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Membrane filtration

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Membrane is a thin layer of material that is capable of separating compounds as a function of physical and chemical properties when a driving force is applied across the membrane, which has been widely used in a wide range of applications in water industry [1]. Membrane can be classified by the range of compounds separated and the driving forces employed. For example, microfiltration (MF), ultrafiltration (UF), nanofiltration (NF), and reverse osmosis (RO) are four membrane processes that use pressure to transport water across the membrane. MF membranes are capable of removing suspended particles, colloids, and bacteria, while UF and NF membranes can remove macromolecules/natural organic matter and dissociated acids/divalent ions/sugars/pharmaceuticals, respectively. RO membranes retain many solutes as water permeates through the membrane.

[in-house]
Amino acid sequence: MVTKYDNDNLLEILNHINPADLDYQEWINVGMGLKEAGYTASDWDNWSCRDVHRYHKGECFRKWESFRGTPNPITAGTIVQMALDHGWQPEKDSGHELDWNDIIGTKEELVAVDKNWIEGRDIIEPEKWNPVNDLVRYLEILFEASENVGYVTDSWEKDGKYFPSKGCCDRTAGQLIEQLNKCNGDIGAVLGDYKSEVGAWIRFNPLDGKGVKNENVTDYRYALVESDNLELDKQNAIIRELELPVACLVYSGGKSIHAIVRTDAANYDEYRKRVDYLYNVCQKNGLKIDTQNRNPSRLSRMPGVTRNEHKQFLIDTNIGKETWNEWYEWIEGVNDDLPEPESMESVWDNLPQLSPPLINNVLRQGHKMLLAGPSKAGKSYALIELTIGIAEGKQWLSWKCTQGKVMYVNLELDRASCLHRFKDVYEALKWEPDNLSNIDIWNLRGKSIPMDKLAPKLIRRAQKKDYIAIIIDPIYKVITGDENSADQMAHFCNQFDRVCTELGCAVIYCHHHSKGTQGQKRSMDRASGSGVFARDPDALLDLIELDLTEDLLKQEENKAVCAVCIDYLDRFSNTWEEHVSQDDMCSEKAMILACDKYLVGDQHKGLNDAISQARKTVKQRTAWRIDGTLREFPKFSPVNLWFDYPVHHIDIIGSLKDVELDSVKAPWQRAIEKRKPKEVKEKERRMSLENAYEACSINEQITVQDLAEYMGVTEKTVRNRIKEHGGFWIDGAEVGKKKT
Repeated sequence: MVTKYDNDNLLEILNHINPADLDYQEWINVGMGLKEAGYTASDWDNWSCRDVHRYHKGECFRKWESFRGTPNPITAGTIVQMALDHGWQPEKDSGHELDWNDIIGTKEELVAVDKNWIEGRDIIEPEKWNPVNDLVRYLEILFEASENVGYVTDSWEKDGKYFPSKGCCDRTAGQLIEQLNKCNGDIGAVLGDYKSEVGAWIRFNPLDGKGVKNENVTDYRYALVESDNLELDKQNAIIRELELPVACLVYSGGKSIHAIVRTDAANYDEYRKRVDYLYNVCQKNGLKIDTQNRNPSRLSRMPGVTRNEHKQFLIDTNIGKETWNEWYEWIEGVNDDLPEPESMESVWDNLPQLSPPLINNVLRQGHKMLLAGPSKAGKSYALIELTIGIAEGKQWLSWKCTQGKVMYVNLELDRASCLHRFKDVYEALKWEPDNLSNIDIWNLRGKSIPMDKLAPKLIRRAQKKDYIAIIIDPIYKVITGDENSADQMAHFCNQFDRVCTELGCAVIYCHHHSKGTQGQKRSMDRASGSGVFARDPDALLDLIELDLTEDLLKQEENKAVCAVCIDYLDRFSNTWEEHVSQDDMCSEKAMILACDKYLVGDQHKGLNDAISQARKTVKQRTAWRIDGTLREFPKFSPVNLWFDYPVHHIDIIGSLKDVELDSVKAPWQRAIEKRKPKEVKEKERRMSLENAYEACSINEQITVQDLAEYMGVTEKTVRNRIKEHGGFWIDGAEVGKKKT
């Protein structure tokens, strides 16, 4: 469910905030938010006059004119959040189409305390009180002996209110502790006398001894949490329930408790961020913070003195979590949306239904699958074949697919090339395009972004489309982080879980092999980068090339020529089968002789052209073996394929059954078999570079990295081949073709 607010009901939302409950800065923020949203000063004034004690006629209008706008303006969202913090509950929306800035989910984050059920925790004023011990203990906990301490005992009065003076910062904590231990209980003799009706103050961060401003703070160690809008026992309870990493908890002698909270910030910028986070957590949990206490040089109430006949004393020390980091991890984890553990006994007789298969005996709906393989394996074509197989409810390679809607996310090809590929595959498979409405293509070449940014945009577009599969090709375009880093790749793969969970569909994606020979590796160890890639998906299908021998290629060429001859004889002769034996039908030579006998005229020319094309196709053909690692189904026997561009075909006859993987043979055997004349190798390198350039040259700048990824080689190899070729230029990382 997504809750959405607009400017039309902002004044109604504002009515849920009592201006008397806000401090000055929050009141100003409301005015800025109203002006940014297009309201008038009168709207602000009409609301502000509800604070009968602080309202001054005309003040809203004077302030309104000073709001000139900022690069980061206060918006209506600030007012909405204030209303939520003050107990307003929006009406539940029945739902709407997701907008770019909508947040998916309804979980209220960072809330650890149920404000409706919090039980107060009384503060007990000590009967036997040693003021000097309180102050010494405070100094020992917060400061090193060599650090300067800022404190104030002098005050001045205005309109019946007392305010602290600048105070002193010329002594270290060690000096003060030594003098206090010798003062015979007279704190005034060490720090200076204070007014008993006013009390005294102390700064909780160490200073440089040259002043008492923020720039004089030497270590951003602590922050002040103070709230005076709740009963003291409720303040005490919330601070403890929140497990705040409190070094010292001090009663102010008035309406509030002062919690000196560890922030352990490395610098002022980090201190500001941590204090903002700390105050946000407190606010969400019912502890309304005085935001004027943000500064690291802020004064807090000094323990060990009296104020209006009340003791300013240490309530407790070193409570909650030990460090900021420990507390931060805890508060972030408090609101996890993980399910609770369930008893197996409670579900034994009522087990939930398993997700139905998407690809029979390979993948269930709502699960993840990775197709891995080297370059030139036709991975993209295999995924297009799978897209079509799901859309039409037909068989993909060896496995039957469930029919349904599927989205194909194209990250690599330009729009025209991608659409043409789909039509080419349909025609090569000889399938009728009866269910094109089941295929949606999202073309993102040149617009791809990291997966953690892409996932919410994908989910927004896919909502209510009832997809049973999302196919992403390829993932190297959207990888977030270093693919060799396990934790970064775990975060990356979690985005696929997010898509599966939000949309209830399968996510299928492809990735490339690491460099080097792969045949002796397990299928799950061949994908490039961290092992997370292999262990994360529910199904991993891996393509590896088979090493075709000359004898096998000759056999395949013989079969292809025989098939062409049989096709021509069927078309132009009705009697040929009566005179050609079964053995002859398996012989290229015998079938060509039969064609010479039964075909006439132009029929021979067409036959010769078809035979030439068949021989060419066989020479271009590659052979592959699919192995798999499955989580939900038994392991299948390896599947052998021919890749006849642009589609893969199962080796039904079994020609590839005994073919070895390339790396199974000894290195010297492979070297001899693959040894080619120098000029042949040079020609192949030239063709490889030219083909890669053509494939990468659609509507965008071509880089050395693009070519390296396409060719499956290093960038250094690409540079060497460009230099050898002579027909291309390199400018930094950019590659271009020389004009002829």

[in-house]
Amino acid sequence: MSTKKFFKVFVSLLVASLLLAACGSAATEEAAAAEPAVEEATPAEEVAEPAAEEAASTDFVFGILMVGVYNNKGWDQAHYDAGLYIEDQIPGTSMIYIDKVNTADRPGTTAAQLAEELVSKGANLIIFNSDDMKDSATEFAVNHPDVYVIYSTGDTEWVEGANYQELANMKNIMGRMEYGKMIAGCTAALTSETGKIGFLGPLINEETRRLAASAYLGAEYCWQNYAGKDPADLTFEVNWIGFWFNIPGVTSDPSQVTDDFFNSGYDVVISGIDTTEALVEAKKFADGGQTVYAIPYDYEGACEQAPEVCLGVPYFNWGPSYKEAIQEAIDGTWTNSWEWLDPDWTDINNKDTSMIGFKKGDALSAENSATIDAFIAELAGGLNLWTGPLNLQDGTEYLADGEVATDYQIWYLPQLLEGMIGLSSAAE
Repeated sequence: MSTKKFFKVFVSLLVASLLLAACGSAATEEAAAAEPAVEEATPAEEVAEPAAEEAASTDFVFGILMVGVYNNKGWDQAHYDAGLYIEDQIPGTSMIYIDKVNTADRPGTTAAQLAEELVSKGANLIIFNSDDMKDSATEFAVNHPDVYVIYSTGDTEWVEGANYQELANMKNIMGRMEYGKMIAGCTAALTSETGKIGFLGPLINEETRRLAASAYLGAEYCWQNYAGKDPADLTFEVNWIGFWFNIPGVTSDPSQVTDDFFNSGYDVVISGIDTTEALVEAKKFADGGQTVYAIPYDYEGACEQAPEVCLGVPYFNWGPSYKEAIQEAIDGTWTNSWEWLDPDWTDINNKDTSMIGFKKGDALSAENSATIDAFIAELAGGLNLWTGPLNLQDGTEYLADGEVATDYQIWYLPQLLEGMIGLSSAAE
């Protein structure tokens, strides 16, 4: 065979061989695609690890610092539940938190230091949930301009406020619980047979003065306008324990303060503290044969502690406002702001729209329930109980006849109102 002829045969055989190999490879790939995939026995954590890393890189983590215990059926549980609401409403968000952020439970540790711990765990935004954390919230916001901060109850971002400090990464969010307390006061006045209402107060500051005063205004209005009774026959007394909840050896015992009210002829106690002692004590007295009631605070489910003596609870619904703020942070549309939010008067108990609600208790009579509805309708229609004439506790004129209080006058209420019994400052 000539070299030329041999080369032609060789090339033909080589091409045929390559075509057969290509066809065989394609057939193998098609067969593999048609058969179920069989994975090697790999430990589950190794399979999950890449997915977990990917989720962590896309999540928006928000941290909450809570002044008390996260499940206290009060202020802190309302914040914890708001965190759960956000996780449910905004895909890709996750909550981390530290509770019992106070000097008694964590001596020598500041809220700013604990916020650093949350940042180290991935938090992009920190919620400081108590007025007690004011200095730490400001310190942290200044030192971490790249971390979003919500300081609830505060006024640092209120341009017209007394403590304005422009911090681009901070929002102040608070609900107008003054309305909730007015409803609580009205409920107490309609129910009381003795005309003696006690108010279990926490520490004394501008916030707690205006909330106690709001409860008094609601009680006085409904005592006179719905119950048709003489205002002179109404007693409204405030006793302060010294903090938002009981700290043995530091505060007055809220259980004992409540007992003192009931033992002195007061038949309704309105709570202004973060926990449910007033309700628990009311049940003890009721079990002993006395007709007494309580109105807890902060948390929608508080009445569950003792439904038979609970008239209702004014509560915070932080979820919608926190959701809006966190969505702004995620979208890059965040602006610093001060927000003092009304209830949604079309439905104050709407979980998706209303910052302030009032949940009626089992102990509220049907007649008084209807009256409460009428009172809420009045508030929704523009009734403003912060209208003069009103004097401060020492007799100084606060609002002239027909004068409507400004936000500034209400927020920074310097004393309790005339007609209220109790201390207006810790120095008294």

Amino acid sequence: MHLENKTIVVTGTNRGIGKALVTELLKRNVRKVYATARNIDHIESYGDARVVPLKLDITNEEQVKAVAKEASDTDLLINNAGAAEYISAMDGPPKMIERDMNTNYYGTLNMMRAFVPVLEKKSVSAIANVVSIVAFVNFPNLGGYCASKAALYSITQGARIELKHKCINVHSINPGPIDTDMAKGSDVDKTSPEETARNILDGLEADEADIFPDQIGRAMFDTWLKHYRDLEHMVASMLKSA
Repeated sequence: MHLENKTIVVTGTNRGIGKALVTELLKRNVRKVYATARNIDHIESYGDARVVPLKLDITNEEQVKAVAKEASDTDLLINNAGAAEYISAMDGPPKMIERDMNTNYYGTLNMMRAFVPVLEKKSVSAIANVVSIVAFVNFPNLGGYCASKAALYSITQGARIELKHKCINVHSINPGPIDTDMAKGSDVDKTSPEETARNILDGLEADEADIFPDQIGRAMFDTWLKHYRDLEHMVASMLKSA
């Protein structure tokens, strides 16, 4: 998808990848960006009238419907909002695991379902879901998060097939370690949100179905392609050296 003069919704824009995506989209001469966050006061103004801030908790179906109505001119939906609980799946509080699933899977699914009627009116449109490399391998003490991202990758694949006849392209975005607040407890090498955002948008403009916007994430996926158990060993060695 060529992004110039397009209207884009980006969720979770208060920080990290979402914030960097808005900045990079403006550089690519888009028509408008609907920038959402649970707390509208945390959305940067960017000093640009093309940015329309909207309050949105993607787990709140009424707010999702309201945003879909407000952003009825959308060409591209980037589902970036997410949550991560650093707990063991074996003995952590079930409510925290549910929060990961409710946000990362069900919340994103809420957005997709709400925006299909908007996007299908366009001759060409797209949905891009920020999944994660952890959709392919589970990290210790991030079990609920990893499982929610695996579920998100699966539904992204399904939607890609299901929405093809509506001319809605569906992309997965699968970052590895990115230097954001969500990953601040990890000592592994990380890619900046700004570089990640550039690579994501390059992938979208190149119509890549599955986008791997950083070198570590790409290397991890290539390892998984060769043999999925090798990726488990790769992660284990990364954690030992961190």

Membrane History in Water in the US

  • Prior to 1990 mostly RO in industrial applications
  • Historically, smaller facilities (< 1 mgd)
  • 1st Significant MF/UF System in North America in 1993 (Saratoga, CA – 3.6 mgd)
  • Membrane bioreactor emerged in early 1990’s
  • In-land brackish desalination in mid 1990’s
  • Over 250 membrane  WTP now on-line
  • Trend is to more, and larger facilities ( Minneapolis – 70 and 95 mgd, Singapore – 72 mgd).

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